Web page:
BRUSSELS: The European Council updated the list of countries, special administrative regions and other entities and territorial authorities for which travel restrictions should be lifted.
According to the Council, this list will continue to be reviewed every two weeks and, as the case may be, updated.
Based on the criteria and conditions set out in the recommendation, as from 18 June 2021 member states should gradually lift the travel restrictions at the external borders for residents of the following third countries:Albania, Australia, Israel, Japan, Lebanon, New Zealand, Republic of North Macedonia, Rwanda, Serbia, Singapore, South Korea, Thailand and the United States of America.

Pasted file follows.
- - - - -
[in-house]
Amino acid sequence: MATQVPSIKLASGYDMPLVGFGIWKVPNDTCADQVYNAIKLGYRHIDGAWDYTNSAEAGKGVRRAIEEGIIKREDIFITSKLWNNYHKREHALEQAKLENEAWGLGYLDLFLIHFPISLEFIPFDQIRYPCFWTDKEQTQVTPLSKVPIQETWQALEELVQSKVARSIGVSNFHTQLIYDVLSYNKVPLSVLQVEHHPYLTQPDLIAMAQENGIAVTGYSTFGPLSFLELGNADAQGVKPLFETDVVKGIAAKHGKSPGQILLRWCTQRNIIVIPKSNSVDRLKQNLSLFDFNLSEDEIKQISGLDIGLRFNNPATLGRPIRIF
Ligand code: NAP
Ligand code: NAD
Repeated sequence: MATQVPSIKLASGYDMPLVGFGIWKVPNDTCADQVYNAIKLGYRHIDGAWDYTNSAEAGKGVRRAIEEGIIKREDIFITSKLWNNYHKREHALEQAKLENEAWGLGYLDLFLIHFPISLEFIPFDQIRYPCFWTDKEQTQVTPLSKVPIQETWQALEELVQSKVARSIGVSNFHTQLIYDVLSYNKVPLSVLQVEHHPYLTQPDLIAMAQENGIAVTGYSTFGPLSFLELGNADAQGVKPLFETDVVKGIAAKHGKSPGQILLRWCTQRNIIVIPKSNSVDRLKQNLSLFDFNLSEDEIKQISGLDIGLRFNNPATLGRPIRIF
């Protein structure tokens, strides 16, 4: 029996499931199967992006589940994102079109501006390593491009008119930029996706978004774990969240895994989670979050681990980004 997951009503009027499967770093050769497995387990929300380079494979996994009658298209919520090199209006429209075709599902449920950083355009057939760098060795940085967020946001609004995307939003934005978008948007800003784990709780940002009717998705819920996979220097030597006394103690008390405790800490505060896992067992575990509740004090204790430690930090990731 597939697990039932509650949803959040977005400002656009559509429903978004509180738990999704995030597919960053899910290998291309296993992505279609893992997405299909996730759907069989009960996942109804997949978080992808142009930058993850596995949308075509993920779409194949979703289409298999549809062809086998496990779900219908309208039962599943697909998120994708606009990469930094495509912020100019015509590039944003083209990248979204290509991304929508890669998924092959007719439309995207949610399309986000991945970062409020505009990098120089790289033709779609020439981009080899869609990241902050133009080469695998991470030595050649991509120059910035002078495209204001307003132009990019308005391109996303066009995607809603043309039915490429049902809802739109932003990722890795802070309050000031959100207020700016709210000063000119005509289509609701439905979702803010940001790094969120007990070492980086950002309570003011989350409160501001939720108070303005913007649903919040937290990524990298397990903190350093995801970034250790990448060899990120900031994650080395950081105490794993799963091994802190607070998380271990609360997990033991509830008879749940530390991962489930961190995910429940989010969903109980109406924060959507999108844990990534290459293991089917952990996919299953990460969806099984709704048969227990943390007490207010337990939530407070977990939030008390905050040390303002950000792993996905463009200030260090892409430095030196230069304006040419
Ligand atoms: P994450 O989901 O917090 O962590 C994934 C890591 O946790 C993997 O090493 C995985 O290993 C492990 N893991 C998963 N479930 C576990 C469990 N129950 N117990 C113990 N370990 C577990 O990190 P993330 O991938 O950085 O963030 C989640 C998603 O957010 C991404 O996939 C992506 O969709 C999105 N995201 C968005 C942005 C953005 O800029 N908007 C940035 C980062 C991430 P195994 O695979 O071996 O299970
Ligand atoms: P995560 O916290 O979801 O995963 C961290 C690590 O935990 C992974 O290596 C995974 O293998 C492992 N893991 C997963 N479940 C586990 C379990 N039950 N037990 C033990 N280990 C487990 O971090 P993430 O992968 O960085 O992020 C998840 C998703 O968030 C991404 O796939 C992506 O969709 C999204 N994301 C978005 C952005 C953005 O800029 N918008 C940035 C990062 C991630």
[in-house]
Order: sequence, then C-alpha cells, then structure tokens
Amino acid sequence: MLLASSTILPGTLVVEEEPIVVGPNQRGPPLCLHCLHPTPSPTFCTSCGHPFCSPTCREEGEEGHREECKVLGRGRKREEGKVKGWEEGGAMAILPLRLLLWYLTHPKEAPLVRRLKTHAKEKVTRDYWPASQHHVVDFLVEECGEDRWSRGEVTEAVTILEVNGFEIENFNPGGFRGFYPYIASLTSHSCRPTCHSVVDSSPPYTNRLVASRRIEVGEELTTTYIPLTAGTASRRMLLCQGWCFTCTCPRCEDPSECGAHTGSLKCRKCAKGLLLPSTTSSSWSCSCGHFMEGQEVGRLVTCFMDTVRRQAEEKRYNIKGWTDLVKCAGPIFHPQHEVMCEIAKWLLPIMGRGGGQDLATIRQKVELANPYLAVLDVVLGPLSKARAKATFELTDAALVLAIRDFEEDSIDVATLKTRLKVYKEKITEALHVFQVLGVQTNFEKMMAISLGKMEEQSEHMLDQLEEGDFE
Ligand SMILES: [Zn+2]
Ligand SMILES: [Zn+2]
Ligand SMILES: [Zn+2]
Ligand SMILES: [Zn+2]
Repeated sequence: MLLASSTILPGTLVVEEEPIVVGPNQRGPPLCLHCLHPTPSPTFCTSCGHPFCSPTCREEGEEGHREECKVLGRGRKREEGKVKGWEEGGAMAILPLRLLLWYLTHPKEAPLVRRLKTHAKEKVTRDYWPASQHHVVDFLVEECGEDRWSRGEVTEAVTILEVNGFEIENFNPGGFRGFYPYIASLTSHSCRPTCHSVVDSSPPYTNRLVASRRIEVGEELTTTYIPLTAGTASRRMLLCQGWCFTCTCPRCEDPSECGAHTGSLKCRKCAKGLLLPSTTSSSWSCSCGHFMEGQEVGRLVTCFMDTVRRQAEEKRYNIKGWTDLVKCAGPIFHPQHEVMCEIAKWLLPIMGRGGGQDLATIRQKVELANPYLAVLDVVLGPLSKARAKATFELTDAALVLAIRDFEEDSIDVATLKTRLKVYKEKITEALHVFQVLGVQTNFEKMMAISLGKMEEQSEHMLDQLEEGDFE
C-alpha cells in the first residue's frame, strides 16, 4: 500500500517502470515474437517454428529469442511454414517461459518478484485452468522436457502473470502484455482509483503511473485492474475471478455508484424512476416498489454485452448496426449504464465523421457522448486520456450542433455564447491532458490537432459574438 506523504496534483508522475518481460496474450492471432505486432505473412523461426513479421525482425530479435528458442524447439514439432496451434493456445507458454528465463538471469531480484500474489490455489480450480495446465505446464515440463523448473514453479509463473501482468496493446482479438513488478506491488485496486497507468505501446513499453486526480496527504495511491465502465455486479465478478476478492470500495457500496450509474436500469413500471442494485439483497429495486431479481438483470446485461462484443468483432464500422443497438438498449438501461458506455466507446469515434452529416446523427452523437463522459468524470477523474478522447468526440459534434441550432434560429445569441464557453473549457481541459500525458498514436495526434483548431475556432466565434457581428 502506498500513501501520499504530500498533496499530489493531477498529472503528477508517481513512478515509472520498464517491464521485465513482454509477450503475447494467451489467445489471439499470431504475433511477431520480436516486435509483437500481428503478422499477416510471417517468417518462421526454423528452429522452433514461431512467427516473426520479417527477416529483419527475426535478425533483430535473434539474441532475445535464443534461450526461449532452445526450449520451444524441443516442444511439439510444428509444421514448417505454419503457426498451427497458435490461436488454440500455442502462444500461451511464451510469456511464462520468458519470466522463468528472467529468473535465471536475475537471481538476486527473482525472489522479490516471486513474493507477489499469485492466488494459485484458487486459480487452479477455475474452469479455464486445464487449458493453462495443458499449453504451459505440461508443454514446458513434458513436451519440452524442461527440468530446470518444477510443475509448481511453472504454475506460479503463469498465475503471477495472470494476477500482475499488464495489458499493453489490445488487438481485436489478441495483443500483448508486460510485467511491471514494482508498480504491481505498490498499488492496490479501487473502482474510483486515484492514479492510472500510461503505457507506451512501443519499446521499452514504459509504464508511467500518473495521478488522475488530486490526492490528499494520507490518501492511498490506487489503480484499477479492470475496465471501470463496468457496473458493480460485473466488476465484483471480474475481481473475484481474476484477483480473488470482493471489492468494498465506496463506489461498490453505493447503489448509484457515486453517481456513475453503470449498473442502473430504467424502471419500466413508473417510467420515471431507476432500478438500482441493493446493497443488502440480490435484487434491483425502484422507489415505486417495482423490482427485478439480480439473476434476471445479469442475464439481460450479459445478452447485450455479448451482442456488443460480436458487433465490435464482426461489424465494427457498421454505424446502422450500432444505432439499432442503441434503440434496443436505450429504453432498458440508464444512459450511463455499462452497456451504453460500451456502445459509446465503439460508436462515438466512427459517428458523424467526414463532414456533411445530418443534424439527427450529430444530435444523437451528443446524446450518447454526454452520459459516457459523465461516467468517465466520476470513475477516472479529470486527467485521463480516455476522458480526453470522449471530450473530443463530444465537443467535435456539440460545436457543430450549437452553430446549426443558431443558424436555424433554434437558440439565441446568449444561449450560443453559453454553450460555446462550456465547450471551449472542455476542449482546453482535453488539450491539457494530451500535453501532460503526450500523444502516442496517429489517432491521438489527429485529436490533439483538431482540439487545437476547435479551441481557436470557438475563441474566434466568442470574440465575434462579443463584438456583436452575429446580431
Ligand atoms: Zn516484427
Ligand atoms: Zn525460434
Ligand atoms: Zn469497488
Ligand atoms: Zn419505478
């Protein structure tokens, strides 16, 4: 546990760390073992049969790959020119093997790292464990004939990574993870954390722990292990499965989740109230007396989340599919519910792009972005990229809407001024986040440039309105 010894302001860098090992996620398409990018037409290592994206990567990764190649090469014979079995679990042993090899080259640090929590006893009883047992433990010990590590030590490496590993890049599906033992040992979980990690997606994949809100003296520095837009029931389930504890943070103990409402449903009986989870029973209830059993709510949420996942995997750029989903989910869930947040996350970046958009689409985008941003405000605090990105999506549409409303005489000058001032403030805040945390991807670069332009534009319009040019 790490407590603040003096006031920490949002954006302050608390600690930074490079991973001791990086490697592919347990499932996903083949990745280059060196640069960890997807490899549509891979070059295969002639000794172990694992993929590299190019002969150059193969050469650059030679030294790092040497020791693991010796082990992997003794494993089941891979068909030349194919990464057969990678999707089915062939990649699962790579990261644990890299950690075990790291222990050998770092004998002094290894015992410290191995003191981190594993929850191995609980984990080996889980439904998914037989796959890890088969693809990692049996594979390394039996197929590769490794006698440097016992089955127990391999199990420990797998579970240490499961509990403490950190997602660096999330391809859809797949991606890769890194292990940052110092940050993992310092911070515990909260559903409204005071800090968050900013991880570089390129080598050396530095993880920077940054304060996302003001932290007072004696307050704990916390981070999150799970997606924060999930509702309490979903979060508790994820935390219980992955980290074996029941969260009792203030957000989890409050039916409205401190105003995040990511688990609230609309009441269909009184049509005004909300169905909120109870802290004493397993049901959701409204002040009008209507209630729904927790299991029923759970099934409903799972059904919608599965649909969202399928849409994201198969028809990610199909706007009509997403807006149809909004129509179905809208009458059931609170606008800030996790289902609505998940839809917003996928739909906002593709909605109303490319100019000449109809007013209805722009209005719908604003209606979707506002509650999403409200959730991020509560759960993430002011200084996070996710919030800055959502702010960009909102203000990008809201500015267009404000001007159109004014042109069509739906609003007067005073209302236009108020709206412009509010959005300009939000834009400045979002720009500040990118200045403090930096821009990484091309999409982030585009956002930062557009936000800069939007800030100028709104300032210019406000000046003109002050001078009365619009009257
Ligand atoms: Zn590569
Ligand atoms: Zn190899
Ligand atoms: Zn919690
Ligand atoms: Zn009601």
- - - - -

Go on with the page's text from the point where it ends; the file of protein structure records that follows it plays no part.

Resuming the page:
China remains subject to confirmation of reciprocity.
Travel restrictions should also be gradually lifted for the special administrative regions of China Hong Kong and Macao. The condition of reciprocity for these special administrative regions has been lifted.
Schengen associated countries (Iceland, Lichtenstein, Norway, Switzerland) also take part in this recommendation.
Europe updates air travel guidelines